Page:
Iraq: New government, maximum force

After more than five months of negotiations, Deputy Leader of the Islamic Dawa Party Nouri Al-Maliki was named as the new Iraqi Prime Minister last month, immediatedly promising to end the insurgency

Submitted by Freedom on June 26, 2006

Monday, June 26 2006 @ 11:32 AM GMT-1
Recently the Iraqi security services have been condemned for the widespread employment of death-squads, targeted assassinations and torture, with 1,000 bodies a month now appearing regularly at Baghdad morgue.

On the Saturday that Al-Maliki's appointment was approved by parliament, 56 people were reported killed, followed by 50 the following day. In the last two full months 2,449 (after suicide bombs at the Samarra mosque on February 22nd) death certificates were registered at Baghdad morgue for people killed, excluding those bodies that could not be identified. Around 85,000 refugees have been displaced in the eruption of sectarian violence.

Al-Maliki has also pledged to end the violence currently being perpetrated by pro-government militias such as the Badr Brigade (linked to the Supreme Council for the Islamic Revolution in Iraq), as well as targeted killing by security forces and their auxiliaries, saying "militias, death squads, terrorism, killings and assassinations are not normal and we should put an end to the militias."

He has also been outspoken about the need for a withdrawal timetable for Coalition forces, surprising Tony Blair at a press conference by announcing that British troops would leave two provinces within a month, and that all forces would be out of the country within 18 months.

But it is the so-called 'El Salvador option', paramilitary violence by pseudo-official militia and other auxiliaries, which is now the cutting edge of violence against nationalist guerrillas and other obstacles to the coalition project in Iraq.

Groups linked to the governing parties are also being used to enforce religious law, prosecute inter-communal grievances and also as part of the widespread corruption and patronage network that now mark governance in Iraq. Al-Maliki's capacity and determination to deal with the problem are highly questionable, given his stated preference for ending the insurgency by overwhelming force.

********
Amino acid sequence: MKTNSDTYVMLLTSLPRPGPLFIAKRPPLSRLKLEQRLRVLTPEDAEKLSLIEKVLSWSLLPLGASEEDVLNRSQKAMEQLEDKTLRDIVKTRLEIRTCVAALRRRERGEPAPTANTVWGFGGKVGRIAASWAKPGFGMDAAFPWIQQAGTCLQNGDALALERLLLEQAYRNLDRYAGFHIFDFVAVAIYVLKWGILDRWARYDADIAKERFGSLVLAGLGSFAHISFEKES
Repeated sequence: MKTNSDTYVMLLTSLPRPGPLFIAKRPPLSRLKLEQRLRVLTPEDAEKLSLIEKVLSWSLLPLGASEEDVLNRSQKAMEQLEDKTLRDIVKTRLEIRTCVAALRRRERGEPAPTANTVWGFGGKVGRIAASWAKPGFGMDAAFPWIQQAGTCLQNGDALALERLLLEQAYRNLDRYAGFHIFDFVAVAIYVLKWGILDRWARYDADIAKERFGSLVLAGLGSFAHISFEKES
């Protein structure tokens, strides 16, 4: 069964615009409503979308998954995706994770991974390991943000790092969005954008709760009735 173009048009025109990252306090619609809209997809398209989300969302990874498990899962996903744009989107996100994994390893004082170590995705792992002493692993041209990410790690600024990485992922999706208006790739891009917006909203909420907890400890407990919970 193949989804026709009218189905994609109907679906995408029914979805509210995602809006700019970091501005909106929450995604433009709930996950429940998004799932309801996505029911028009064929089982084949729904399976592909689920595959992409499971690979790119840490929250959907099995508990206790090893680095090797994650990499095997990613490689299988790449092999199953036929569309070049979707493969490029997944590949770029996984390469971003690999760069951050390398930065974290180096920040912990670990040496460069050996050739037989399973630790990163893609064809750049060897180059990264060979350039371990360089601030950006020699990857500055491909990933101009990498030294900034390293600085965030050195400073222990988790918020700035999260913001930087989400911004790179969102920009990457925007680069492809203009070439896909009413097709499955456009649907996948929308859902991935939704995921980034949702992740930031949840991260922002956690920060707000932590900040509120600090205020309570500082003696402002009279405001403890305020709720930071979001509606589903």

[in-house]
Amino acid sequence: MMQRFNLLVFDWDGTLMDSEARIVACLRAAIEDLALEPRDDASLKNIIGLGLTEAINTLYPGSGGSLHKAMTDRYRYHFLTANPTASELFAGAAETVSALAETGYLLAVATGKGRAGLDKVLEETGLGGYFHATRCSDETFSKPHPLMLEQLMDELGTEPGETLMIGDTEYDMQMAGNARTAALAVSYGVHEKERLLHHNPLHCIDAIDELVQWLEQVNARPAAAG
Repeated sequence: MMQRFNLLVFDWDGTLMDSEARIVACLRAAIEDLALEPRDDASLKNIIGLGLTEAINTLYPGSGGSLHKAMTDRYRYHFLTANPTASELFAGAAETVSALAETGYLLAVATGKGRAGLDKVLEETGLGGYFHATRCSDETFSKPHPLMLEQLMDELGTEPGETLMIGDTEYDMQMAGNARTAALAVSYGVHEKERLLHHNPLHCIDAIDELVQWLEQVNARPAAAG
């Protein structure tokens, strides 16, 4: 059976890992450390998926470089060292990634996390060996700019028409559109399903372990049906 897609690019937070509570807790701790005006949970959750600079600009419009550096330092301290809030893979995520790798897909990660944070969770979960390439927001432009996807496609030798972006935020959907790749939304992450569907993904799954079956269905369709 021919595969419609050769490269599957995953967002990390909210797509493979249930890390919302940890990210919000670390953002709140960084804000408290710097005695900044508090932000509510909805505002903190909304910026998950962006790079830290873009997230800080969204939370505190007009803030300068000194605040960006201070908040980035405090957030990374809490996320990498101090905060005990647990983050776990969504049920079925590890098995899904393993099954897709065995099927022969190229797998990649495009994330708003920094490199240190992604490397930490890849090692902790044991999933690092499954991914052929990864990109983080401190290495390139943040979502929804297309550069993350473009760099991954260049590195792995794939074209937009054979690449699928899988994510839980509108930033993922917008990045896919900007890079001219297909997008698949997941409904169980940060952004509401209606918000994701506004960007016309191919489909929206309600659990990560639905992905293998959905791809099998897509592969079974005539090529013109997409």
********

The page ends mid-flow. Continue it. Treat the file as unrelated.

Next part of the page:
Bayan Jabr, the Interior Minister and ex-Badr Brigade Commander, instigator (along with CIA advisors) of the brutal practices and human rights violations of that Ministry (which currently holds 5,047 prisoners, despite lacking the authority to detain suspects for more than very short periods), has merely been moved sideways to Finance.

The appointment of the Prime Minister has been treated as a victory for US Ambassador to Iraq Zalmay Khalilad, who was apparently instrumental in forcing rejection of the pro-Iranian Ibrahim Jaafari. However, despite American objections, hardline Islamists have been awarded key roles in Education and Culture.

The apportioning of cabinet posts has resulted in 24 MPs withdrawing from government coalitions, and reduced the Prime Minister's supporters to just 115 of the parliament's 275 members. Many parties ensconsed in the green zone are now said to regard government positions as key sites of patronage and a way onto the corruption gravy train.

Sunni religious politicians expressed problems with the new government, "we have reservatons about the laws related to fighting terror, which do not distinguish between the Resistance, which plays a heroic role for the sake of liberating Iraq, and acts of violence that all reject." He added, "It was obligatory to specify the techniques to be used to dissolve the militias altogether, and to transform them into state institutions and to keep them from infiltrating the security apparatuses."

On the ground, guerrilla warfare continues across the country, with the fighting in Ramadi now described by US forces as a "full blown kinetic fight on a daily basis".

- Jack Ray -